Numero Group’s Unwound campaign continues with box set number three, entitled Rat Conspiracy. This set covers the year 1993 and 1994, including the band’s proper debut album, Fake Train, and its follow-up, New Plastic Ideas, as well as a handful of singles.
Though the band had already been around for three years, it wasn’t until debut album Fake Train that Unwound found itself the focus of the indie-rock world at large. It was the first full-length album released on Kill Rock Stars, and it was an impressive debut album. At the time, the band was compared to Sonic Youth, a not-unfair comparison, even if it did seem slightly dismissive. Sure, “Nervous Energy” and “Honourosis” might feel like Daydream Nation outtakes, but other moments, such as “Kantina” and “Pure Pain Sugar” show the young band had a style all their own. And who didn’t put “Valentine Card” on mix-tapes to crushes that year? But it’s also interesting to note that “Feeling$ Real” and “Lucky Acid” sound a helluva lot like what Nirvana would do on In Utero, which wouldn’t be recorded until after Fake Train’s release. Is it possible that Kurt Cobain was aware of what they were doing, and found inspiration?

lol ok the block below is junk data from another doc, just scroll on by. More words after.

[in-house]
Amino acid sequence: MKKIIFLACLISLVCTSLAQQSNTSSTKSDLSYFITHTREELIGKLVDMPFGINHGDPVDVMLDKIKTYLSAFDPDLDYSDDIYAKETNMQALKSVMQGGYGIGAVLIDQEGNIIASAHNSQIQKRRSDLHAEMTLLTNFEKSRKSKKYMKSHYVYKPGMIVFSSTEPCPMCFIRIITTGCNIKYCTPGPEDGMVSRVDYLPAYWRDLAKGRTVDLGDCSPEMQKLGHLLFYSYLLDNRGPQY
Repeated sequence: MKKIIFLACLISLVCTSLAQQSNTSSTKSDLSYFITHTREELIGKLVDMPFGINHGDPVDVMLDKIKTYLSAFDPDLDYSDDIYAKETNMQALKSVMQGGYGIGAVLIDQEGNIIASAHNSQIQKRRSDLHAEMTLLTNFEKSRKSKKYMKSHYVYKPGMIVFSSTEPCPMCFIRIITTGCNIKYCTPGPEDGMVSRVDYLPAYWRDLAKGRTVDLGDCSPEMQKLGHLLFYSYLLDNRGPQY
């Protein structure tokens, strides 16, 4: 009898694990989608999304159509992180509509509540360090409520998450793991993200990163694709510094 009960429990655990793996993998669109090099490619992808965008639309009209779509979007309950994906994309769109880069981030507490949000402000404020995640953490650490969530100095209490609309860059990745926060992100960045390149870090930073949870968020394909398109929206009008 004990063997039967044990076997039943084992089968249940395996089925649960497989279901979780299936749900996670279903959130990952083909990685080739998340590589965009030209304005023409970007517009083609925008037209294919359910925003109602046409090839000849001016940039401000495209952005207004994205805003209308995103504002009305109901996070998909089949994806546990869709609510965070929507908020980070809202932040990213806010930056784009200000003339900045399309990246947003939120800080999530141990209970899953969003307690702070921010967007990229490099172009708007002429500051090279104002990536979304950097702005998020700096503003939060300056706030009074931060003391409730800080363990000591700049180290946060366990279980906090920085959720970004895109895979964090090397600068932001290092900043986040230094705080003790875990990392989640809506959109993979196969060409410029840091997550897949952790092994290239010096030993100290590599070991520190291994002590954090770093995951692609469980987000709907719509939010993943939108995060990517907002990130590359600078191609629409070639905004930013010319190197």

The band’s growth over 1993, though, was impressive. Their next release came early in 1994, the “Negated”/“Said Serial” single on Troubleman, and it was clear that the band had honed its sound into a compact, succinct noise-rock. Their second album, New Plastic Ideas, came in March 1994, and it showed a leaner, tighter Unwound had developed. Lead singer Justin Trosper’s singing was clearer, the band’s performances ttauter, and those justifiable comparisons to Sonic Youth that might have plagued Fake Train were quickly diminishing. Instead, they were going in various compelling directions, from the boogie-rock of “Entirely Different Matters” and “What Was Wound” to the darker, heavier fare of “Usual Dosage” and “Arboretum.” The relative lack of unreleased material on this set also suggests a sense of economy, not wasting material, releasing everything of quality.
This formative era of Unwound produced some great material, and would set the standard for what would come next….